Finally, in 2014 when the State’s Comprehensive Medicaid Waiver went into effect, the income cap was eliminated as a bar to receipt of community & assisted living services. There is a special procedure that the applicant has to use, because the income has to be funneled through a structure called a Qualified Income Trust (QIT), but at least the person can now apply for Medicaid benefits. You can read more about QIT’s in our earlier blogs.

We continue to meet people who haven’t heard this good news. If your family is struggling with how to arrange and pay for long term care, call us for legal advice regarding Medicaid eligibility that fits your specific situation.

For personalized advice about a Medicaid plan call … 732-382-6070

Third Circuit rejects State’s claim that short-term annuities can’t meet Medicaid requirements

The Third Circuit federal Court of Appeals has just issued a precedential decision concerning Medicaid planning strategies that involve the purchase of short-term, immediate, irrevocable, unassignable annuities. Zahner decision The case is called

ANABEL ZAHNER, by her agent Raymond E. Zahner; ESTATE OF DONNA C. CLAYPOOLE, by Mitchell R. Claypool, Executor; CONNIE L. SANNER, by her agent Jamie R. Rybak,Appellants in No. 14-1328, v. SECRETARY PENNSYLVANIA DEPARTMENT OFHUMAN SERVICES, Appellants in No. 14-1406, Case: 14-1328

 

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The Zahner case is out of Pennsylvania and involved two denials of nursing home Medicaid eligibility by the Pennsylvania Department of Human Services. Both of the applicants had transferred assets to their family members (which would trigger a transfer penalty) and used other assets to purchase immediate irrevocable annuity contracts that met all criteria of the federal Medicaid statute but happened to be for relatively short terms. The State argued that because the annuity’s term was quite a bit shorter than the actuarial life expectancy of the applicants, they were sham transactions, or were trust-like devices. As a result, the State sought to either impose a transfer penalty or continue to count the annuity as a resource. That would mean the applicant’s resources exceeded the required levels for eligibility.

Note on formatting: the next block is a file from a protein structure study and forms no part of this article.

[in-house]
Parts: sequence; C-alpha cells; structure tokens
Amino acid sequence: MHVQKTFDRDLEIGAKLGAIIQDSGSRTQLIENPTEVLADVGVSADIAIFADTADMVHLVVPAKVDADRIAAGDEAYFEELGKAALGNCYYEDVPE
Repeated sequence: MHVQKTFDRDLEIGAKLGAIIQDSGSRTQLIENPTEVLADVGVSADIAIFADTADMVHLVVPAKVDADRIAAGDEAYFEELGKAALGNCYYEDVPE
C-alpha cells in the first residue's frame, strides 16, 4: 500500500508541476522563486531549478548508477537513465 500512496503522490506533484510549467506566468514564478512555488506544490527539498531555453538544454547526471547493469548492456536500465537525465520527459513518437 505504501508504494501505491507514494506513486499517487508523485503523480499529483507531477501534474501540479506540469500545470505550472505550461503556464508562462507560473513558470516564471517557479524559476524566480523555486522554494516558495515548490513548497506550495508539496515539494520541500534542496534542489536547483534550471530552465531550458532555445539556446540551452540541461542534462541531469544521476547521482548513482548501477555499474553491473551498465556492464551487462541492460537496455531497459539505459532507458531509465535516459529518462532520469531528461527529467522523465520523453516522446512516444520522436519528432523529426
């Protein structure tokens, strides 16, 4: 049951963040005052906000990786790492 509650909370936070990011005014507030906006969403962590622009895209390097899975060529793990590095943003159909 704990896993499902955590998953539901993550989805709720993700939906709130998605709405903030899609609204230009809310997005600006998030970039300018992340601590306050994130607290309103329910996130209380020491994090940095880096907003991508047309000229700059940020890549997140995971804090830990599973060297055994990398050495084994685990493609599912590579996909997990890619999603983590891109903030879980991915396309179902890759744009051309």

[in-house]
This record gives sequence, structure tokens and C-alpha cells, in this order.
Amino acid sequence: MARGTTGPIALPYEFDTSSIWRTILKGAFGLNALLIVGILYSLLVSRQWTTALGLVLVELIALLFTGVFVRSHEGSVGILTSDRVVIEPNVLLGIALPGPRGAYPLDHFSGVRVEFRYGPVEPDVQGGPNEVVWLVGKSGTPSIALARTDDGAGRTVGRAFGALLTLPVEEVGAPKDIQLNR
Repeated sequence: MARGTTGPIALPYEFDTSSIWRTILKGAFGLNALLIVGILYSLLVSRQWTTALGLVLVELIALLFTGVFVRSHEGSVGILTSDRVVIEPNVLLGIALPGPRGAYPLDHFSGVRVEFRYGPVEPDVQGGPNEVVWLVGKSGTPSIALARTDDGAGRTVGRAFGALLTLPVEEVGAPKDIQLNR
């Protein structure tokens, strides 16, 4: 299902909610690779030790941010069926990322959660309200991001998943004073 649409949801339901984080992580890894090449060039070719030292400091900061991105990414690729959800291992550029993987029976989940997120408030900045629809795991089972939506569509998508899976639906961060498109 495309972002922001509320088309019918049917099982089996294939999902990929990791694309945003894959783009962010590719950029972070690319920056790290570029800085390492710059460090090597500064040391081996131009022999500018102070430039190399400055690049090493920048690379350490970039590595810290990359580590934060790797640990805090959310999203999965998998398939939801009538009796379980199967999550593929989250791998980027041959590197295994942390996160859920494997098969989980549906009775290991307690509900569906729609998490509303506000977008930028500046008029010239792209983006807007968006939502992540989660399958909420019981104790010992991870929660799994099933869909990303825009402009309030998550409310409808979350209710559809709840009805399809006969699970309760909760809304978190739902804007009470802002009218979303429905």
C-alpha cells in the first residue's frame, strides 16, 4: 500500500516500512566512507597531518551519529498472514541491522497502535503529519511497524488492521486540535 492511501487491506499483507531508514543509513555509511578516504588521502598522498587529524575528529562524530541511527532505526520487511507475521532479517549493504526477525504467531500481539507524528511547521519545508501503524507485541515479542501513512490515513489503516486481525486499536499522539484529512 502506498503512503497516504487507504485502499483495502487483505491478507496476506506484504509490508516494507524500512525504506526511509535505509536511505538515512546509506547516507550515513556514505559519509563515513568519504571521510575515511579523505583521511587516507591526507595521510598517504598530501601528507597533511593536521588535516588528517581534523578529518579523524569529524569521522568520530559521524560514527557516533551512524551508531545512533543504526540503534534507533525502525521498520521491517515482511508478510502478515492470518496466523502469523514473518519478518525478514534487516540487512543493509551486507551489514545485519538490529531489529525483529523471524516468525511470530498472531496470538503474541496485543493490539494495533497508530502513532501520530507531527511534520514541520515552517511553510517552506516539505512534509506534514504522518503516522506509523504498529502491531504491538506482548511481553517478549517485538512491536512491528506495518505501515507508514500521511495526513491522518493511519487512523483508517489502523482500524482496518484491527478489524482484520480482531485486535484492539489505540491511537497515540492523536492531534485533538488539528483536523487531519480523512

Pennsylvania had actually enacted a law voiding any nonassignability clause in an annuity. The Court affirmed the Federal District Court decision which declared that that statute was pre-empted by the federal Medicaid law, under the Supremacy Clause of the US Constitution. The court further embarked on a lengthy detailed analysis of the requirements put in place by federal statute and CMS’ interpretive rulings concerning the purchase of annuities by Medicaid applicants. The Court concluded that if the annuity meets all of the criteria adopted by Congress and CMS, its purchase cannot be penalized, its value cannot be counted as a Resource, and there is no lawful basis to impose any additional criteria concerning the length of the annuity contract.

In New Jersey, careful Medicaid planning with properly structured immediate annuities enables applicants to preserve some assets for their families. Two of my earlier cases, PK and MW, resulted in Final Agency Decisions by DMAHS that confirmed the viability of such planning.

 

CALL US for asset protection in connection with Medicaid applications, and to prepare and file your application … 732-382-6070